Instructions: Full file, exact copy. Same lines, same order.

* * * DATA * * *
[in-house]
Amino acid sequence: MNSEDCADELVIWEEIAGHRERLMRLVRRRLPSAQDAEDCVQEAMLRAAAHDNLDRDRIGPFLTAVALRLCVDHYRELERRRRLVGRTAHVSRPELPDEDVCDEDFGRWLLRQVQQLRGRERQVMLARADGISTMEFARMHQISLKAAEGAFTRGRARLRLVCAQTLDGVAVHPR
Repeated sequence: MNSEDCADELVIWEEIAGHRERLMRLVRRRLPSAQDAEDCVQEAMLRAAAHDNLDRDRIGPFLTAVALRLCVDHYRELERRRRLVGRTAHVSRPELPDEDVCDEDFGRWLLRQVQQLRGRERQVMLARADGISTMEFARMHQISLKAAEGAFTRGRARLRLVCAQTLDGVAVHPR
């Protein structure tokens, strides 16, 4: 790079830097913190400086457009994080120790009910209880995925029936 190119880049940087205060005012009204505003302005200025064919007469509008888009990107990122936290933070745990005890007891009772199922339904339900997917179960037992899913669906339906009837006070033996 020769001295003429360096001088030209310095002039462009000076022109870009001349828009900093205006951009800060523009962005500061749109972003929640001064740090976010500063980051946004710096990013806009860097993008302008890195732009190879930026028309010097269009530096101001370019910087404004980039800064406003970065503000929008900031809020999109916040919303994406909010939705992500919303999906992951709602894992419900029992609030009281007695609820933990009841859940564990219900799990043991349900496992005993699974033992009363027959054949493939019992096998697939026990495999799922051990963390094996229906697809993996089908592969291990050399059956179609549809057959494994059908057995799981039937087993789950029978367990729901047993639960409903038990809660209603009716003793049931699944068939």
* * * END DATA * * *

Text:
[in-house]
Amino acid sequence: MNSEDCADELVIWEEIAGHRERLMRLVRRRLPSAQDAEDCVQEAMLRAAAHDNLDRDRIGPFLTAVALRLCVDHYRELERRRRLVGRTAHVSRPELPDEDVCDEDFGRWLLRQVQQLRGRERQVMLARADGISTMEFARMHQISLKAAEGAFTRGRARLRLVCAQTLDGVAVHPR
Repeated sequence: MNSEDCADELVIWEEIAGHRERLMRLVRRRLPSAQDAEDCVQEAMLRAAAHDNLDRDRIGPFLTAVALRLCVDHYRELERRRRLVGRTAHVSRPELPDEDVCDEDFGRWLLRQVQQLRGRERQVMLARADGISTMEFARMHQISLKAAEGAFTRGRARLRLVCAQTLDGVAVHPR
């Protein structure tokens, strides 16, 4: 790079830097913190400086457009994080120790009910209880995925029936 190119880049940087205060005012009204505003302005200025064919007469509008888009990107990122936290933070745990005890007891009772199922339904339900997917179960037992899913669906339906009837006070033996 020769001295003429360096001088030209310095002039462009000076022109870009001349828009900093205006951009800060523009962005500061749109972003929640001064740090976010500063980051946004710096990013806009860097993008302008890195732009190879930026028309010097269009530096101001370019910087404004980039800064406003970065503000929008900031809020999109916040919303994406909010939705992500919303999906992951709602894992419900029992609030009281007695609820933990009841859940564990219900799990043991349900496992005993699974033992009363027959054949493939019992096998697939026990495999799922051990963390094996229906697809993996089908592969291990050399059956179609549809057959494994059908057995799981039937087993789950029978367990729901047993639960409903038990809660209603009716003793049931699944068939």